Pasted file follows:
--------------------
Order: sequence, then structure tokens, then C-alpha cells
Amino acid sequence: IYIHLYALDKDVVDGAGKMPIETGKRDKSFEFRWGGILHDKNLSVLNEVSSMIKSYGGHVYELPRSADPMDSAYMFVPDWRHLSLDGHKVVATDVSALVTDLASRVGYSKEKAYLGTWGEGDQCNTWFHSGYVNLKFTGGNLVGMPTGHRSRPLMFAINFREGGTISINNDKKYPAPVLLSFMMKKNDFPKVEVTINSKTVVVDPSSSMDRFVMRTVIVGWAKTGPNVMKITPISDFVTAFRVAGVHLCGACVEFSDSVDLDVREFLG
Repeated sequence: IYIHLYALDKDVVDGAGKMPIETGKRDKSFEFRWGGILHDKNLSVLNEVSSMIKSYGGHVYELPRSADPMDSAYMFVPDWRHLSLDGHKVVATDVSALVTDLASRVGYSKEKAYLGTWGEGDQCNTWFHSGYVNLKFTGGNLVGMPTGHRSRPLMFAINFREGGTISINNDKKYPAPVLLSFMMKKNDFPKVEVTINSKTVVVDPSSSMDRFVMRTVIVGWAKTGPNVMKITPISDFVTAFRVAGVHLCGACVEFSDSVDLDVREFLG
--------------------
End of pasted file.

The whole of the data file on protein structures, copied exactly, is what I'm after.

Order: sequence, then structure tokens, then C-alpha cells
Amino acid sequence: IYIHLYALDKDVVDGAGKMPIETGKRDKSFEFRWGGILHDKNLSVLNEVSSMIKSYGGHVYELPRSADPMDSAYMFVPDWRHLSLDGHKVVATDVSALVTDLASRVGYSKEKAYLGTWGEGDQCNTWFHSGYVNLKFTGGNLVGMPTGHRSRPLMFAINFREGGTISINNDKKYPAPVLLSFMMKKNDFPKVEVTINSKTVVVDPSSSMDRFVMRTVIVGWAKTGPNVMKITPISDFVTAFRVAGVHLCGACVEFSDSVDLDVREFLG
Repeated sequence: IYIHLYALDKDVVDGAGKMPIETGKRDKSFEFRWGGILHDKNLSVLNEVSSMIKSYGGHVYELPRSADPMDSAYMFVPDWRHLSLDGHKVVATDVSALVTDLASRVGYSKEKAYLGTWGEGDQCNTWFHSGYVNLKFTGGNLVGMPTGHRSRPLMFAINFREGGTISINNDKKYPAPVLLSFMMKKNDFPKVEVTINSKTVVVDPSSSMDRFVMRTVIVGWAKTGPNVMKITPISDFVTAFRVAGVHLCGACVEFSDSVDLDVREFLG